One other thing. A lot of people sign up for MFA programs for the contacts, especially the literary agents and publishers. At one time that might have made sense (especially in New York programs or in programs with a strong literary magazine). But quite frankly, publishing is changing so much and so quickly that I’m not sure an MFA program helps you with introductions or agents anymore. Ironically, the two most helpful learning experiences for me has been technical conferences aimed specifically at independent content producers. First, South by Southwest Interactive, (in Austin) provides lots of contacts and cross-fertilization in the New Media world. Lots of panels not directly related to literature, but with huge consequences upon it. The annual ACM Hypertext conference (held alternately in the US and Europe) has also been quite wonderful. I’m sure others can chime in with names of other conferences; the main draw of South by Southwest Interactive is that it’s ridiculously cheap ($150 for early registration) and lasts 4 days. I met a lot of people with creative writing degrees at both conferences. I am a biased person, of course, but people with creative writing degrees are always interesting to talk to. Just don’t marry them (joking, of course).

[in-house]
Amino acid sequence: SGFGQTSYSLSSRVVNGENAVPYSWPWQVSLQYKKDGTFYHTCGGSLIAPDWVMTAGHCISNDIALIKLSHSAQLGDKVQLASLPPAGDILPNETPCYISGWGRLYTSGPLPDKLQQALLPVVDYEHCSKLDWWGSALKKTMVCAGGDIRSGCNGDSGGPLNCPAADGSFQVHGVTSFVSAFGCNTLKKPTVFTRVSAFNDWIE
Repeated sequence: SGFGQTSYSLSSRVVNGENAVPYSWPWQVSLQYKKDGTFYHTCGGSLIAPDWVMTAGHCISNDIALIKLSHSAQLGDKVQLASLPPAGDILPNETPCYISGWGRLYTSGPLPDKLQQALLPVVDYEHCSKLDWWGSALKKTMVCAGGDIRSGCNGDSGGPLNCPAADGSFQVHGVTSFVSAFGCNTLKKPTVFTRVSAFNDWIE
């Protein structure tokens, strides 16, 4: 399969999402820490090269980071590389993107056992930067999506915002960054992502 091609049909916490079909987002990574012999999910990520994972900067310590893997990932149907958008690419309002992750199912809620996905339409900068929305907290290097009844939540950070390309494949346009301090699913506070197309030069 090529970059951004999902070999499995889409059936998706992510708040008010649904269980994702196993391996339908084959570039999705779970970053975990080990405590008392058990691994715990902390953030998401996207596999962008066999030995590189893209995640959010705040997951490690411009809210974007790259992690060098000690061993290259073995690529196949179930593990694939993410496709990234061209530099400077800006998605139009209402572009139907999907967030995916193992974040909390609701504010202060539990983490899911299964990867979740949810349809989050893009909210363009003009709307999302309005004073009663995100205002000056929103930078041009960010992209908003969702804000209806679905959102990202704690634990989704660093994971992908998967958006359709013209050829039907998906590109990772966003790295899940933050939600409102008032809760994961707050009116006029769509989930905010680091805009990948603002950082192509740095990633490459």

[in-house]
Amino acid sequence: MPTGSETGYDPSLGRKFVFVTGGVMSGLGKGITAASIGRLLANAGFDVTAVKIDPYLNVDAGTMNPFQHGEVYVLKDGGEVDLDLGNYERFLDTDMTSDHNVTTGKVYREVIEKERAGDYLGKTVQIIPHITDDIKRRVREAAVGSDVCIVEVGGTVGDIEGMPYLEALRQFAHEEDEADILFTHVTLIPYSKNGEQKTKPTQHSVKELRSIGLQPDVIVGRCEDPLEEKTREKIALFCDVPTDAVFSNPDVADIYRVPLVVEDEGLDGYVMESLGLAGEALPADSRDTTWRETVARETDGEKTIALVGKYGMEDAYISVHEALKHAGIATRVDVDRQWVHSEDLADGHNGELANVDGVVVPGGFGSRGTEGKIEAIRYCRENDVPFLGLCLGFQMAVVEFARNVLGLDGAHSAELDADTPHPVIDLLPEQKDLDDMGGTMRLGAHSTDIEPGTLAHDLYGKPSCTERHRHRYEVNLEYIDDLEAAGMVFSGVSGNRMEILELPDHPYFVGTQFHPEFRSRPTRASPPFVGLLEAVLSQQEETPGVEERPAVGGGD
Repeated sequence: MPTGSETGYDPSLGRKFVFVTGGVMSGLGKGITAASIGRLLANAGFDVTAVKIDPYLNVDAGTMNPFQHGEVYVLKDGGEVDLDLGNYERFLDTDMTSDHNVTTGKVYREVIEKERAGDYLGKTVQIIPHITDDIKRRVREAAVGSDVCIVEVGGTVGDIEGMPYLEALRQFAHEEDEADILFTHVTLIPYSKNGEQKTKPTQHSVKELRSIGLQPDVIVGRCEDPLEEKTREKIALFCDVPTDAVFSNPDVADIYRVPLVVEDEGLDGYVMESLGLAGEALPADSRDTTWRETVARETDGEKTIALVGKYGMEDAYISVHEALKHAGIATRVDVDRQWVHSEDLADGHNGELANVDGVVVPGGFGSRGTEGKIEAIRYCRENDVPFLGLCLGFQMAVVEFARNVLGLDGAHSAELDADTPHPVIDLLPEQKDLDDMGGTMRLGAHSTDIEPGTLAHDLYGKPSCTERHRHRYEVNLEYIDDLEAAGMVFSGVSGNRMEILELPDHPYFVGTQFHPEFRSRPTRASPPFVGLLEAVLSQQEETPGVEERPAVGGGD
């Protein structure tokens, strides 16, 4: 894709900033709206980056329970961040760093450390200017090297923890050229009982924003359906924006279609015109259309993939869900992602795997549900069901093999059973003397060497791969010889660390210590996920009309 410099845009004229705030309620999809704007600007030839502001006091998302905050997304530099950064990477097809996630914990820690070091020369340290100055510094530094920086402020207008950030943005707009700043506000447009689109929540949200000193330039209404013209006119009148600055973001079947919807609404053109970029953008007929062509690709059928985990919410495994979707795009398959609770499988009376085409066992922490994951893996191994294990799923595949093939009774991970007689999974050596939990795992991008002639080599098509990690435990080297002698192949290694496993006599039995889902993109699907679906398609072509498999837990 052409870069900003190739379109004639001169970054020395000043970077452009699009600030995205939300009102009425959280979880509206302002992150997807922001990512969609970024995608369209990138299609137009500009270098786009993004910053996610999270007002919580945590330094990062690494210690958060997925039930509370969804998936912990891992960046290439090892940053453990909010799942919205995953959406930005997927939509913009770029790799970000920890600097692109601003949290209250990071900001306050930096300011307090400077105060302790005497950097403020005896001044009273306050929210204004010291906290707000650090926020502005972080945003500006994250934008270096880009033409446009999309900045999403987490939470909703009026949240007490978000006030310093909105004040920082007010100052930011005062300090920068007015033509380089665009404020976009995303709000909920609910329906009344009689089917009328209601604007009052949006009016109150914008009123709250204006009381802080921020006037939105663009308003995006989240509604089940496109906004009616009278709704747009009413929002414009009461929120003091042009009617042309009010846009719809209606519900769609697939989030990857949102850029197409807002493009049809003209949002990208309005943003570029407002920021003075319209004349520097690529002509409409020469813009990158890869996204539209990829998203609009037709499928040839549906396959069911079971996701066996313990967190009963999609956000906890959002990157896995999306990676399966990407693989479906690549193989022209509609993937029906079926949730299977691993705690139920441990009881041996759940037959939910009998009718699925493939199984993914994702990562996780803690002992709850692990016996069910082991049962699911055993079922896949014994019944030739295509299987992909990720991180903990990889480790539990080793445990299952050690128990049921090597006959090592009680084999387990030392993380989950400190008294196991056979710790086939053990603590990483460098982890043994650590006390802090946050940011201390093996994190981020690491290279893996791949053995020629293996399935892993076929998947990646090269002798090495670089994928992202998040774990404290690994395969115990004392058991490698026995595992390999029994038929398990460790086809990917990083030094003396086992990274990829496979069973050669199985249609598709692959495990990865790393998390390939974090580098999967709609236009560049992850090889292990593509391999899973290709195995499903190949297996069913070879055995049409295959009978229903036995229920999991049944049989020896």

There is value in taking time off to do something like an MFA, but you have to consider opportunity costs. Your time and money might be better spent building up a savings account for that time when you can quit that job. Ironically, the academic environment of creative writing programs tends to stifle reading for pleasure or the “big projects.” The main thing I learned from a creative writing degree is that I no longer needed an academic structure to force me to write. I could do it on my own. That’s why many apply to creative writing programs; they believe external pressure is necessary to be productive. But for me the urge to write is a psychological motivator, not a social motivator. Yes, attending a writing program affords you extra time to write, but how much extra time? (and how much extra cost?) Couldn’t you accomplish the same thing with a leave-of-absence or a job with flexible hours?